Resignation is a unilateral act terminating the employment relationship.


Employees regularly resign from their employment with employers.  Although the ideal within any workforce would be that this process runs its course without any technicalities and/or difficulties, we do urge our members to keep the following points in mind which have come forth from legislation, the CCMA Practises and Procedures as well as relevant case law when dealing with resignations.


  • Many times, an employment relationship can end on a very emotional basis.


Therefore, be very careful when accepting verbal resignations from employees.


Note that Section 38(4) of the Basic Conditions of Employment Act states that:


  1. Notice of termination of a contract of employment must be given in writing, except where it is given by an illiterate employee;


The Courts have however, where special circumstances have been present, accepted the conduct of an employee to constitute a resignation.  However, the test that will be relied upon would be whether a reasonable person would have come to the conclusion that based on the employees conduct he no longer intended to fulfil his part of the contract.


  • Employees regularly decide a period after their resignation that they want to withdraw the resignation. Due to operational requirements employers would have already made arrangements to replace that employee and/or restructure their workplace.


Note that it has been held that the withdrawal of a resignation cannot have any effect unless the employer consents to such a withdrawal.


However, as with anything in law, there are always exceptions.  When a resignation is done in the heat of the moment and is retracted soon thereafter, much consideration would need to be given to the acceptance of the said retraction.  Failure to accept could lead to a dismissal.


  • A resignation is not dependent on the acceptance of an employer.


A resignation must be of immediate effect or from a specific date, and being a unilateral act, it does not need to be accepted by the intended recipient to be valid.  The resignation must however be unequivocally communicated to the other party.


The Court has gone further by stating that once an employee’s resignation has taken effect an employer may not discipline that employee.


In Kalipa Mtati vs KPMG Services (Pty) Ltd (J2277/16) ZALCJHB 403 an employee tendered her resignation with an applicable notice period and thereafter resigned with immediate effect.  The employer wished to continue with disciplinary action after the second resignation.  The employee sought an interdict against her hearing and the Labour Court found that:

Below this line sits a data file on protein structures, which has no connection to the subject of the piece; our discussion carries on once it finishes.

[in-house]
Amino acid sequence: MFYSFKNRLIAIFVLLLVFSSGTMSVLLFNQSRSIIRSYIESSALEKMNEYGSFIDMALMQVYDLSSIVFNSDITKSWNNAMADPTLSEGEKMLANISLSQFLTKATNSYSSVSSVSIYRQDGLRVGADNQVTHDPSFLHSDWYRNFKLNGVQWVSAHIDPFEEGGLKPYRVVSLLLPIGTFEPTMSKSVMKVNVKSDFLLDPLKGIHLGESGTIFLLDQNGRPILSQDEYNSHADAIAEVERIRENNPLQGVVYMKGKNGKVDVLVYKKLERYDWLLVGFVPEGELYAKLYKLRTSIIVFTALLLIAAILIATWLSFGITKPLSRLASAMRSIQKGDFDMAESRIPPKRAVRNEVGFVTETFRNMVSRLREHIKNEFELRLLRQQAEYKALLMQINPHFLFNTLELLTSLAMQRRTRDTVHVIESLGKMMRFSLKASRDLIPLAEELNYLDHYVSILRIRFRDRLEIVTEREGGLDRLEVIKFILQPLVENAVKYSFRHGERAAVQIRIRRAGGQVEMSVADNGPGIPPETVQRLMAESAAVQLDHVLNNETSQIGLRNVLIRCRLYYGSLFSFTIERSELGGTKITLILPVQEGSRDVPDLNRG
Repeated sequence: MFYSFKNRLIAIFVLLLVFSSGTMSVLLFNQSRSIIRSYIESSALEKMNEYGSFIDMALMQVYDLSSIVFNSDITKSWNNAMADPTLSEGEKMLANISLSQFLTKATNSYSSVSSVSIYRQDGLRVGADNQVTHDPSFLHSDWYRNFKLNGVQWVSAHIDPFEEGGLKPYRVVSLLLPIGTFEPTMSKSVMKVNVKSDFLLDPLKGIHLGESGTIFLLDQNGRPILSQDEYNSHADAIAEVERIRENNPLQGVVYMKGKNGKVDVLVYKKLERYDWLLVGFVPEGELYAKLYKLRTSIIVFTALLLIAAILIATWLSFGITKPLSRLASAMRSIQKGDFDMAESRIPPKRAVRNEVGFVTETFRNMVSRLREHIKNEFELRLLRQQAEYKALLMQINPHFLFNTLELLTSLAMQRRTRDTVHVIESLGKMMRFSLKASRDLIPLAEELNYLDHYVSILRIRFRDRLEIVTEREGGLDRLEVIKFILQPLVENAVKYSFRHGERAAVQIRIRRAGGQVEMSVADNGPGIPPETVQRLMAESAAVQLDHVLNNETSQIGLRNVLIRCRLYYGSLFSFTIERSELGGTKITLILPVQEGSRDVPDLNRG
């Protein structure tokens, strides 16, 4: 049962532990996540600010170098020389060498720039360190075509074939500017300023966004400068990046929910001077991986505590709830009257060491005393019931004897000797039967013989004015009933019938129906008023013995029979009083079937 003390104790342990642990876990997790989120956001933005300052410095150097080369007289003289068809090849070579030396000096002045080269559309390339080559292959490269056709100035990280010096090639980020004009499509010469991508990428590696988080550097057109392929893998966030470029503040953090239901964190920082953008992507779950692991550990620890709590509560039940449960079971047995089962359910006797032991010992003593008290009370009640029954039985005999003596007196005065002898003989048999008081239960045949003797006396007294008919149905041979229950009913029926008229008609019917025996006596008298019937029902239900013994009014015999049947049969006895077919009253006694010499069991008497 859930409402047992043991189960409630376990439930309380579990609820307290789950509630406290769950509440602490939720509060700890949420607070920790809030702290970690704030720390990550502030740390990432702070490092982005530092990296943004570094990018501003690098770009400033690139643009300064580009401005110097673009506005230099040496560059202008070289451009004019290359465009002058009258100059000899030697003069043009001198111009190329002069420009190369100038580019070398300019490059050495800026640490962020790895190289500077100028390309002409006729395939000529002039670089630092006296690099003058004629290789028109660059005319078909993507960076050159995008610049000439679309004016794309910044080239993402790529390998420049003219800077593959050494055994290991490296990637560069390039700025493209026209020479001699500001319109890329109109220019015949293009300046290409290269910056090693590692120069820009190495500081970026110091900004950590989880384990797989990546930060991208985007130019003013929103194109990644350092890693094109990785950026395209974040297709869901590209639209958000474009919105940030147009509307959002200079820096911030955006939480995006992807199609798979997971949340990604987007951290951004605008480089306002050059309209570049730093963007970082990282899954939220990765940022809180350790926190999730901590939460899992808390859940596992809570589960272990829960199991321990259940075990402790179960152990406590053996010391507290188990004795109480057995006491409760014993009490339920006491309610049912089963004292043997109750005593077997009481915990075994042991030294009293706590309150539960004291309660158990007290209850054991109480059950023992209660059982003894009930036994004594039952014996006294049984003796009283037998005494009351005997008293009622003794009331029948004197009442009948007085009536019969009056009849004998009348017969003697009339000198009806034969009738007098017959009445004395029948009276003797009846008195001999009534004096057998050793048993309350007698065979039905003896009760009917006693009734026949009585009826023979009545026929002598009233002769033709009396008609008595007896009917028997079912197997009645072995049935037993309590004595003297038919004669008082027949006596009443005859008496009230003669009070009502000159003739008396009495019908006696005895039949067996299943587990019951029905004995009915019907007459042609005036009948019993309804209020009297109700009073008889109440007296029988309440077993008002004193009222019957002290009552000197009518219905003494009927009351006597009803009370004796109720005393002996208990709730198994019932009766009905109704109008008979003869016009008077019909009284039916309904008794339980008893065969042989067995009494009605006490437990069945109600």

• An employee who resigns on notice can resign with immediate effect during the notice period;
  • That the employer had no power to discipline the employee after the second resignation;
  • The hearing was declared null and void; and
  • The employer was ordered to pay the employee’s costs.


Advocate Jonathan Goldberg recently commented during a Global Business Solutions seminar on the above in the following way:


“Why do employers insist on continuing with disciplinary action where an employee has resigned?  The risk is nullified, and time is saved when an employee chooses to resign.”


  • If the intention to resign is communicated it could already constitute an unambiguous resignation.


A specific case study would refer to an employee indicating in electronic correspondence his intention to resign where it was held that there was no further need to formally resign.


Cases where a resignation had been sent via sms have also been seen as unambiguous resignations


  • Note that there is distinguishable difference between early retirement and a resignation.


A resignation is a unilateral act by an employee, whereas retirement requires the assistance of the employer.


As you will note from the above, a resignation of an employee will not in all instances be as clear cut as one would expect.


We would thus advise that if any queries exist upon the receipt of an employee’s resignation, you contact your nearest Consolidated Employers Organisation offices for further advice and/or assistance.



Article by: Jaundré Kruger

CEO Regional Manager – Bloemfontein